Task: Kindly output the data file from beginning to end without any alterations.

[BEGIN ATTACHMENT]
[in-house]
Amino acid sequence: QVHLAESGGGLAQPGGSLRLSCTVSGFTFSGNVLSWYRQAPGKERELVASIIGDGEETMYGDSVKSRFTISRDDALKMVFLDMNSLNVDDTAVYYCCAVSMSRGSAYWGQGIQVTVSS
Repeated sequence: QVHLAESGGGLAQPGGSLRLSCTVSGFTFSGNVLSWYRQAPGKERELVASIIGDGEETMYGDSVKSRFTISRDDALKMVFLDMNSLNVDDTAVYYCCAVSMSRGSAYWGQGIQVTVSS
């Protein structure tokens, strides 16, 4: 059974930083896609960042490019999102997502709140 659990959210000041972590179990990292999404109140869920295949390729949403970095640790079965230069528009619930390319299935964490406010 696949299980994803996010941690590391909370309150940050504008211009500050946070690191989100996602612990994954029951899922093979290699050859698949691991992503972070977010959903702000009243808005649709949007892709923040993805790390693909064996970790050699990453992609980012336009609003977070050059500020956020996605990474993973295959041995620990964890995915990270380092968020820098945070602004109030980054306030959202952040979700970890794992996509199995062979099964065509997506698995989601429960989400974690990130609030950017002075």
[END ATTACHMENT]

[in-house]
Amino acid sequence: QVHLAESGGGLAQPGGSLRLSCTVSGFTFSGNVLSWYRQAPGKERELVASIIGDGEETMYGDSVKSRFTISRDDALKMVFLDMNSLNVDDTAVYYCCAVSMSRGSAYWGQGIQVTVSS
Repeated sequence: QVHLAESGGGLAQPGGSLRLSCTVSGFTFSGNVLSWYRQAPGKERELVASIIGDGEETMYGDSVKSRFTISRDDALKMVFLDMNSLNVDDTAVYYCCAVSMSRGSAYWGQGIQVTVSS
């Protein structure tokens, strides 16, 4: 059974930083896609960042490019999102997502709140 659990959210000041972590179990990292999404109140869920295949390729949403970095640790079965230069528009619930390319299935964490406010 696949299980994803996010941690590391909370309150940050504008211009500050946070690191989100996602612990994954029951899922093979290699050859698949691991992503972070977010959903702000009243808005649709949007892709923040993805790390693909064996970790050699990453992609980012336009609003977070050059500020956020996605990474993973295959041995620990964890995915990270380092968020820098945070602004109030980054306030959202952040979700970890794992996509199995062979099964065509997506698995989601429960989400974690990130609030950017002075």